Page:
by Isabela Oliveira Kalil
An article published by The New York Times, on September 24, examined the Brazilian presidential election scenario and defined Jair Bolsonaro, the leader in the contest as “the politician who has publicly called women ignorant, too ugly to be raped and not deserving of the same salaries as men“.  It also underlines the sharp disparity in the intention of votes between men and women in Brazil, comparing it with the split across male and female votes occurred in the 2016 US elections after Donald Trump directed a series of misogynistic comments to Hilary Clinton. Just as in the United States, Brazilian women have been mobilized to contest and resist Bolsonaro’s candidacy who represents the country´s extreme right in both its religious and secular expressions.
The candidate, who is the father of four adult sons (all active in politics), in one of his public statements went as far to say his youngest daughter was a failure, the outcome of a moment of weakness. The mobilizations against the candidate include a group of women on Facebook with almost 4 million participants, the hashtag #EleNão (#NotHim) that became viral globally and a series of acts that were carried out simultaneously in several Brazilian cities, on September 29th as well as in various places outside Brazil.
Many factors explain why Bolsonaro candidacy has grown. One of them is the troubled conditions prevailing over the electoral scene. Until the beginning of September this year, the candidate of the left party PT (Workers’ Party) was Luiz Inácio Lula da Silva who was a pre-candidate, despite being arrested since April accused of corruption in an action, which is seen by many national and international observers as a coup to prevent his candidacy.  In August, even from prison, Lula was ahead of the polls with 40 percent of the votes, followed by Bolsonaro with 20 percent. In September, the Brazilian electoral court rejected the registration of Lula’s candidacy, and in his place, Fernando Haddad, was appointed.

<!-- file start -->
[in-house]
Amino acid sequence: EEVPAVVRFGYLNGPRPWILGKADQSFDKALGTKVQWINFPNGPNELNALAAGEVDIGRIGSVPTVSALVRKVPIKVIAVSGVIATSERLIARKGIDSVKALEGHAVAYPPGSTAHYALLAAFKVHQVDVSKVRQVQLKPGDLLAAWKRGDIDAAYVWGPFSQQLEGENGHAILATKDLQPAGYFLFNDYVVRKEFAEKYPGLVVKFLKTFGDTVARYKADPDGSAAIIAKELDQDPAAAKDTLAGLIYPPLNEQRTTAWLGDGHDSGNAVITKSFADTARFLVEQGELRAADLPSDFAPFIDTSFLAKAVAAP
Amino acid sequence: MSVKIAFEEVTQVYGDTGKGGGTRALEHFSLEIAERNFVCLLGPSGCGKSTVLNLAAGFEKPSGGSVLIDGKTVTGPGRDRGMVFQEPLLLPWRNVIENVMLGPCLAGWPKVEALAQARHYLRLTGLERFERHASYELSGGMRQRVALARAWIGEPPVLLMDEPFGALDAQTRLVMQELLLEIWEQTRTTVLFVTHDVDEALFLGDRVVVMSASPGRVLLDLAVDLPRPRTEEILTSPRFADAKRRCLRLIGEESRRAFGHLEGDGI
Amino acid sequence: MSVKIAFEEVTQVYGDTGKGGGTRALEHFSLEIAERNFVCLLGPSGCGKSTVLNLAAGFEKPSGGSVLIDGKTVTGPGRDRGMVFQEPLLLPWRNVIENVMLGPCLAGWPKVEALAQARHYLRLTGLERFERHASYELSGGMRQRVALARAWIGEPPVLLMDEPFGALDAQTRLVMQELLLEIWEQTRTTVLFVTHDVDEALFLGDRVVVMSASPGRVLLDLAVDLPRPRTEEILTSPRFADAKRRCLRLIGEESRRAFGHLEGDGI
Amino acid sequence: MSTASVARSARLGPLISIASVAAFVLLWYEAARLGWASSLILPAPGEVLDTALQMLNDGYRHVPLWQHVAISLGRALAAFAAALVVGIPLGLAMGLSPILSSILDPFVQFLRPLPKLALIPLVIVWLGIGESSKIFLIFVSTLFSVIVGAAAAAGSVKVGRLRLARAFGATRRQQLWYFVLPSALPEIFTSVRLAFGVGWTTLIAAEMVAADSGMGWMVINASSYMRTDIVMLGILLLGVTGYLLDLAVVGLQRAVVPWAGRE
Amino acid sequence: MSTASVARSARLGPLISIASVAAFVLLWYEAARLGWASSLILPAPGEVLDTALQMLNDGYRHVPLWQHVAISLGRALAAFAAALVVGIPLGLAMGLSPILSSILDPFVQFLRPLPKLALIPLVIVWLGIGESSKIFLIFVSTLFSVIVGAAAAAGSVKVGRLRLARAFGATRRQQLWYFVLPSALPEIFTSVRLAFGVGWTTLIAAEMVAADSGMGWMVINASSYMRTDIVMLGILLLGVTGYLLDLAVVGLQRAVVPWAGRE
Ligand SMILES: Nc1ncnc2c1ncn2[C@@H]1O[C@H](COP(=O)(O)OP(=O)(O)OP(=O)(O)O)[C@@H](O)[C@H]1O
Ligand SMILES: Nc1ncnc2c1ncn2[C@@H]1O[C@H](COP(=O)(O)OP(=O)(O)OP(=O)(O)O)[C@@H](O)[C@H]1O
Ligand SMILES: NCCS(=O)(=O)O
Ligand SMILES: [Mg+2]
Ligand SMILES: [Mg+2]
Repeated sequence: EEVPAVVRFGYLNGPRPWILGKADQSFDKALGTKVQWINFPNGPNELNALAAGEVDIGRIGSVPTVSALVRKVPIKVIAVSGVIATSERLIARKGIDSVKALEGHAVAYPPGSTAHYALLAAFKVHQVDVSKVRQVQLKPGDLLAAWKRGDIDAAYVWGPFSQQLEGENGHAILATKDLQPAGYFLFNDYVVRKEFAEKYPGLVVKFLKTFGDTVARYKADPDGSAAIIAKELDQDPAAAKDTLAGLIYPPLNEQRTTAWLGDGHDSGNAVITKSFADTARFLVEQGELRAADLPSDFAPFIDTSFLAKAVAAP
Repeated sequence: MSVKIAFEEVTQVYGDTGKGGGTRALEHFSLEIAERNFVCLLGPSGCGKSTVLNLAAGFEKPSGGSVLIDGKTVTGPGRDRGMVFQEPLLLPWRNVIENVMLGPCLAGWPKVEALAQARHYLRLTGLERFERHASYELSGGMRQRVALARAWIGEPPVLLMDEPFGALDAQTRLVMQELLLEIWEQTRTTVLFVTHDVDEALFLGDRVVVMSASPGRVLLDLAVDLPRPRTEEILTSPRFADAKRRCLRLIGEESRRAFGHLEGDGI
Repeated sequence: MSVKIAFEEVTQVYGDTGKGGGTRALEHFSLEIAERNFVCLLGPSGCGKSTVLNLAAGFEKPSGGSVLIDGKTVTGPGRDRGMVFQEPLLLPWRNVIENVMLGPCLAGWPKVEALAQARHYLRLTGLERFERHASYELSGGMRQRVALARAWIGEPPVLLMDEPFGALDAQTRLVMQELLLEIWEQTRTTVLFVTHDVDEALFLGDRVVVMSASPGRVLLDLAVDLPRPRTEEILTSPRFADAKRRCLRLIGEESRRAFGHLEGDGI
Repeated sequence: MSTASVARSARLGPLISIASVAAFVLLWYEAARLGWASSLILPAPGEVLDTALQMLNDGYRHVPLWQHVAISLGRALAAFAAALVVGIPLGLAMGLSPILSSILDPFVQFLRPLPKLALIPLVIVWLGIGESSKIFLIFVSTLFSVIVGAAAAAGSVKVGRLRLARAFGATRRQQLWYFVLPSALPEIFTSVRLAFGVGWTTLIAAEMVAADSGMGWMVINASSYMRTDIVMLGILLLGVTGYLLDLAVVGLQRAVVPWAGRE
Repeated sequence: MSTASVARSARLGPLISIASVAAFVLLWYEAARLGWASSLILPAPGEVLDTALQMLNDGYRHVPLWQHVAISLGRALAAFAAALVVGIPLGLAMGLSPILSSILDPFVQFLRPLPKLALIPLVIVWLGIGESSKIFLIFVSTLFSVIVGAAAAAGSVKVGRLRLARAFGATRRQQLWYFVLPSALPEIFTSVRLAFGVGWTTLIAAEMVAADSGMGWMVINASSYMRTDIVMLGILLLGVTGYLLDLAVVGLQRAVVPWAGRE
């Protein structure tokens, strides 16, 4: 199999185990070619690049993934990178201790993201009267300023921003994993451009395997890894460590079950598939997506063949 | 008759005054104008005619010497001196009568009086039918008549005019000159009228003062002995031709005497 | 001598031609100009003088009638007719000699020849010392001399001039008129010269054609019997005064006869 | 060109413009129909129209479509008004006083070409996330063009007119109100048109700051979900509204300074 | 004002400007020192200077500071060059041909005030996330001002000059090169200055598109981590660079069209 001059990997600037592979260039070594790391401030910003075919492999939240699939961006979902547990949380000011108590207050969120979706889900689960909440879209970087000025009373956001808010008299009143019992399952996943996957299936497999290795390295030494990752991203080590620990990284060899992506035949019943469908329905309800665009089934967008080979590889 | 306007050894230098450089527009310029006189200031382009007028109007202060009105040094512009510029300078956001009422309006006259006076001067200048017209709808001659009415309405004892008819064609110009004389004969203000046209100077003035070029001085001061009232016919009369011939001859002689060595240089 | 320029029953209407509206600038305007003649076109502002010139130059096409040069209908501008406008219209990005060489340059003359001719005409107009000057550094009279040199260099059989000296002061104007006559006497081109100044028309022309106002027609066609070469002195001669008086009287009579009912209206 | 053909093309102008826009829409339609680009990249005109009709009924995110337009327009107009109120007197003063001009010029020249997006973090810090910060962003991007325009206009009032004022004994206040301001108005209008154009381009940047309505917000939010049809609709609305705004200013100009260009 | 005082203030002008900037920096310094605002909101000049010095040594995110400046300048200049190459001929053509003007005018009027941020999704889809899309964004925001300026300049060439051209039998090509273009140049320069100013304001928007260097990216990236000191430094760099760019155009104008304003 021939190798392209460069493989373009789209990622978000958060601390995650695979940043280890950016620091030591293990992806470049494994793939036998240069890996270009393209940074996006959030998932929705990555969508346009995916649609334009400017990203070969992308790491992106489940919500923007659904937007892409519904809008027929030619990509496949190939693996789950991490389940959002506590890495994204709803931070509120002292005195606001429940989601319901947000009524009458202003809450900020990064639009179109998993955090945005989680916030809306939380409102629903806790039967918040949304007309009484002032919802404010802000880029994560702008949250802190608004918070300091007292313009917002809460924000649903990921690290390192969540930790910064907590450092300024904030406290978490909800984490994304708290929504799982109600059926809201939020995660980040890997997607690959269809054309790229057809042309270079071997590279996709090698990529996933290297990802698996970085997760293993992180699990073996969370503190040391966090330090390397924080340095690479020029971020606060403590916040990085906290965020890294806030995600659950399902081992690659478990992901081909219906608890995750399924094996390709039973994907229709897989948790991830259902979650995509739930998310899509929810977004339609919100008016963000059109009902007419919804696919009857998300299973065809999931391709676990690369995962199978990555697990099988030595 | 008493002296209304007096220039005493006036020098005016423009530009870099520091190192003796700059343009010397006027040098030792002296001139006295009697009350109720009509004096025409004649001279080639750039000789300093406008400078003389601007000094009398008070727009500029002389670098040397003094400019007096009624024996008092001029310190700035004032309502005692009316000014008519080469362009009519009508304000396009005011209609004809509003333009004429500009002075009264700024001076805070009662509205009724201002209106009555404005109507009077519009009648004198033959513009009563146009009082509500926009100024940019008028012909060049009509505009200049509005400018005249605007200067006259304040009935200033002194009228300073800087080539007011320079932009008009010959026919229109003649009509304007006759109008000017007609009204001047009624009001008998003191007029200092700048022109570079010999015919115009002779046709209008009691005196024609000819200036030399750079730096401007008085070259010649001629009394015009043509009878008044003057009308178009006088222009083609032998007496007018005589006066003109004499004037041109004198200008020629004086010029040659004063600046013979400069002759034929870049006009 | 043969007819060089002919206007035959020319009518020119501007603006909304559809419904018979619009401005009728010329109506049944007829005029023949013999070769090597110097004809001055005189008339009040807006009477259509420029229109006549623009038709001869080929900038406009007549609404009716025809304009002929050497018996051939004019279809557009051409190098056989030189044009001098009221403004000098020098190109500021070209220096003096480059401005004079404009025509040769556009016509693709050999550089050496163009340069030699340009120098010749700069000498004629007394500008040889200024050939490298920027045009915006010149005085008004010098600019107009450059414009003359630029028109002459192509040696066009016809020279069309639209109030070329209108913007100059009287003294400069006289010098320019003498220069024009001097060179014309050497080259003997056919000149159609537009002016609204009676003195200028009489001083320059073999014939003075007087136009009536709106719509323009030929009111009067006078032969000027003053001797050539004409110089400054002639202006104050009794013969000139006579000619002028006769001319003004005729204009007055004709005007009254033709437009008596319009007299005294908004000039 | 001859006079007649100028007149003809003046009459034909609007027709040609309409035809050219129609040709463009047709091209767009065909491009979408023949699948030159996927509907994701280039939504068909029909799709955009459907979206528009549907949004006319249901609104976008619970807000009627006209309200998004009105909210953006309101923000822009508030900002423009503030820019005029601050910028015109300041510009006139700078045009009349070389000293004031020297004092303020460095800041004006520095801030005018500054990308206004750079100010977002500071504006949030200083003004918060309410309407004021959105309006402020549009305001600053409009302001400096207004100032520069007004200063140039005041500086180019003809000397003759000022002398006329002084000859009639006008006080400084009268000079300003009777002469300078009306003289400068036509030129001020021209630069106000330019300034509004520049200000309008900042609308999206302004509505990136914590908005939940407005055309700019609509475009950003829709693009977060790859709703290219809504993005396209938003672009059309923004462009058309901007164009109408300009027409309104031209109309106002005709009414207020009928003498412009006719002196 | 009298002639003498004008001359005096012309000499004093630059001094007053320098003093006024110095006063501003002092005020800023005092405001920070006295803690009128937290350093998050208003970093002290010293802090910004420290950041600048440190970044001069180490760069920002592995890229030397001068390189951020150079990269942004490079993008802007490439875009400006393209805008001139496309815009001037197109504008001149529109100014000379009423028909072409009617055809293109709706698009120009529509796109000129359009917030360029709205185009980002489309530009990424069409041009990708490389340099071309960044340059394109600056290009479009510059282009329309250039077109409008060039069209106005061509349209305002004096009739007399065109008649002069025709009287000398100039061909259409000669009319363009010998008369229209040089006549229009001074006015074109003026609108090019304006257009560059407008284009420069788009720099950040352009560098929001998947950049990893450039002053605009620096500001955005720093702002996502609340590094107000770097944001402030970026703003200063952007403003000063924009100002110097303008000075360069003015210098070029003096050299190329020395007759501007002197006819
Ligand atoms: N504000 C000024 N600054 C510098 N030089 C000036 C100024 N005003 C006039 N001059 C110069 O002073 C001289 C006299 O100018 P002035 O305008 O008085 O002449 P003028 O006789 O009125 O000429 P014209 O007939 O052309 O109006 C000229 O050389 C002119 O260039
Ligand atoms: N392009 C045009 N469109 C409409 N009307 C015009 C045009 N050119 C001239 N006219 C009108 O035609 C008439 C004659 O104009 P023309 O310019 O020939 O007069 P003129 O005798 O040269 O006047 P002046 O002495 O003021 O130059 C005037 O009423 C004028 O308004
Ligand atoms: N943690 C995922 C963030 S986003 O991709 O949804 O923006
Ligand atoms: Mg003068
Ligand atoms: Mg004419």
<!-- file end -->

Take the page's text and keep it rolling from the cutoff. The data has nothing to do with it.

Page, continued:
One striking element of the current elections is therefore that while Lula was campaigning from a prison, Bolsonaro made a large part of his campaign from a hospital, after having been stabbed in an attack in early September, in a public act. But even being distant from the streets and TV the last poll indicates that he has 35 percent of intended votes, while Haddad now the second contender has 22 percent.  In this electoral turmoil the female vote is being intensively disputed because a sharp gender disparity is registered in the intention of votes. In July, out of every four potential Bolsonaro voters, three are men. 
These figures also explain the rapid propagation of the #EleNão campaign and the scale of recent demonstrations. In the city of São Paulo, it is estimated that around 500 thousand people, mostly women, have taken the streets. The protests were supported by artists, intellectuals and politicians including other presidential and female vice president candidates. Unexpectedly, however, the polls performed right after these events have shown that rejection of Bolsonaro had fallen among women and the number of his female potential voters had slightly increased. When this data was published a controversy erupted around the potentially negative effects of #EleNão mobilization. Ciro Gomes, one of the presidential candidates (thirdly placed in the surveys) delivered an ambiguous statement that seemed to blame the # EleNão for an eventual Bolsonaro victory. It is vital, however, to understand that the increase of women’s adhesion to the extreme right candidate is the result of many combined factors, such as shifts in the candidate’s campaign and media strategies, the declared support of powerful Evangelical leaders and perhaps most importantly, the fact that Bolsonaro, was released from hospital exactly on September 29th.